5. Little Fires Everywhere: The book starts with a teenager putting fire into a home in Shaker Heights - an advanced, affluent suburb where seemingly well-intentioned liberalism keeps culture ticking quietly forward with shared values. Every time a white household attempt to embrace a Chinese-American baby it rips this neighborhood apart. What's fascinating is how the band of teenagers at the crux of the publication react to those events. Brilliant about the loves, friendships and fantasies of adolescents.

6. Little Women: A bit of a cheat as this isn't strictly a friendship book as the small women of the title are just four sisters who are, nevertheless, mostly heartwarmingly close. Published in 1868 to huge acclaim, the name was supposed to describe that intersection between youth and womanhood we call"teenage". In some ways this is a radical novel, as it is almost an all-woman loved ones and the connections between the girls, and the trajectories of the lives, are described with a fulsome seriousness of purpose.

7. The Catcher in the Rye: Holden Caulfield is a reminder of exactly how challenging teenage relationships could be as he busily goes on wrecking potential friendships and intimate connections with self-sabotaging behavior, by endings self-righteous and highly strung. The book contains a number of the most beautifully comic writing in the English language. However many times I read it, traces like these still leave me laugh out loud: "I think, actually, if I ever die, and they stick me in a cemetery, and I have a tombstone and all, it is going to say'Holden Caulfield' onto it, then this year I was born and what year I died, and then under that it'll say 'Fat you' - I am positive, in fact."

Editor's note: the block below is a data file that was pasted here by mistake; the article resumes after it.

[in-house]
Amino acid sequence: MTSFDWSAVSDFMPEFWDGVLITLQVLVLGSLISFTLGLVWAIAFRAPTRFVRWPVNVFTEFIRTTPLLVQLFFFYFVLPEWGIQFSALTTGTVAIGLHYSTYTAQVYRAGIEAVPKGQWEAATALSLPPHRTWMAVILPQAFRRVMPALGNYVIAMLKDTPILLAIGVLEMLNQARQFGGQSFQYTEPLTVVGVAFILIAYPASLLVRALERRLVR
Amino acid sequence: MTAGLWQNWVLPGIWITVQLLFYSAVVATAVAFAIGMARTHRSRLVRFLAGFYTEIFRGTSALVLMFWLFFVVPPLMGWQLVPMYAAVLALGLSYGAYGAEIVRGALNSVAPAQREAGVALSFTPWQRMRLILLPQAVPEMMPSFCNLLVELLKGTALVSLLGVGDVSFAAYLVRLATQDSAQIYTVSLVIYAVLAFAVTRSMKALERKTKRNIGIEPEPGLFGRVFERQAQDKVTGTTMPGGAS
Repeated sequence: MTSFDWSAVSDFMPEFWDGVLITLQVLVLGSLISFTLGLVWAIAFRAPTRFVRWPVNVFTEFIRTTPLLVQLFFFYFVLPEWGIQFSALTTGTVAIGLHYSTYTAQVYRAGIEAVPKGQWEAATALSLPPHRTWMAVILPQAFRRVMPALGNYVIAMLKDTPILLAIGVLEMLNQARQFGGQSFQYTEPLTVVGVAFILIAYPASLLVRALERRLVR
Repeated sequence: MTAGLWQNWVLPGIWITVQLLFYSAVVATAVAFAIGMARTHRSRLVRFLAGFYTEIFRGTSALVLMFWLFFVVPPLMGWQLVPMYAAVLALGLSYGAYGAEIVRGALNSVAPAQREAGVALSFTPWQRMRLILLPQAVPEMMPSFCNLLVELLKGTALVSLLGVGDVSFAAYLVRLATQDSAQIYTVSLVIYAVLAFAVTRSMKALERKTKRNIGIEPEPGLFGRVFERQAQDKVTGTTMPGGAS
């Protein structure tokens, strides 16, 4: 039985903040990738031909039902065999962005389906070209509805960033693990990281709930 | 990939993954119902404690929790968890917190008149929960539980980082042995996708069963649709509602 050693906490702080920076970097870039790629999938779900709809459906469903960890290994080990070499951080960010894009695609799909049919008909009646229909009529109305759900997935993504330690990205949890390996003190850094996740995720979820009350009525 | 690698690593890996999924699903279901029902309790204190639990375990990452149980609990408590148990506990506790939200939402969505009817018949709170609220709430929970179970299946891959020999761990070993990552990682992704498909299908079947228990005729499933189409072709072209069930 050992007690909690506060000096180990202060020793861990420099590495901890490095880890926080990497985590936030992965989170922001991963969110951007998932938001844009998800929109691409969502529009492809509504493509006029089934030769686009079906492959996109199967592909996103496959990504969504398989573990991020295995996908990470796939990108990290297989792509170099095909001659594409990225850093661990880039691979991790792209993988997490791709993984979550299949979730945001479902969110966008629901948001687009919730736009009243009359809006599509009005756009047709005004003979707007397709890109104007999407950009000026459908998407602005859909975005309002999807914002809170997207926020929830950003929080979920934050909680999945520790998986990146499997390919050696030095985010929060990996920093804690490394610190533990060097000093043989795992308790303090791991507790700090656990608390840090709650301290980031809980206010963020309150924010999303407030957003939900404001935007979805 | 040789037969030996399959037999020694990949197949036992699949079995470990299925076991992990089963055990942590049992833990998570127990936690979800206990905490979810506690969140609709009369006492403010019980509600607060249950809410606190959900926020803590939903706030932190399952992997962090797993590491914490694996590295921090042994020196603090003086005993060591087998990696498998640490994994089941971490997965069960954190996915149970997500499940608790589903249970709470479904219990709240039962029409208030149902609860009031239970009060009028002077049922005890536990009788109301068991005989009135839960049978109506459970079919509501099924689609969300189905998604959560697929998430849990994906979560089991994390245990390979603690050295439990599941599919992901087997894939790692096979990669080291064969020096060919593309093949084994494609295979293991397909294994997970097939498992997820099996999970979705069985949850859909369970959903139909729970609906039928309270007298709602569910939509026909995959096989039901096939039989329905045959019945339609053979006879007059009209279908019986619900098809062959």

8. The Secret History: It's 25 years since I first encountered Tartt's book but I return to it frequently. This strange, humorous novel about a group of pupils with an obsession with the classics which guides them to some murderous travel is just as much about group-think as friendship, and how the one can tip to the other. Like all terrific books it's a feeling of mystery that is combined with a feeling of inevitability, developing as naturally out of style, time and place for a shrub does against the ground.

9. Great Expectations: As soon as they've been introduced with the desperately unhappy Miss Havisham, the friendship between the young Pip and Miss Havisham's chilly protege Estella is a beautiful portrait of a teenage relationship. Confusion and longing contrasts between these, together with Pip's frustrated esteem and Estella's clearly stated mission to split his heart supplying the psychic play.

10. Never Let Me Go: This is only one of the very underrated books I have ever read. The story is narrated, at a brightly unflowery design that manages to be slightly flat yet completely compelling, by 31-year-old Kathy, who's a kind of"carer". She's awaiting her student days in"Hailsham" boarding school, which is equally seemingly understated yet strangely deprived. It's located around a triangle of three buddies - Kathy, Ruth and Tommy, that are moved into"the cottages" at age 16 where the truth of the situation starts horrifically to emerge. Their closeness manages to overturn the tight jealousies of this group. A bold, beautiful yet delicate book.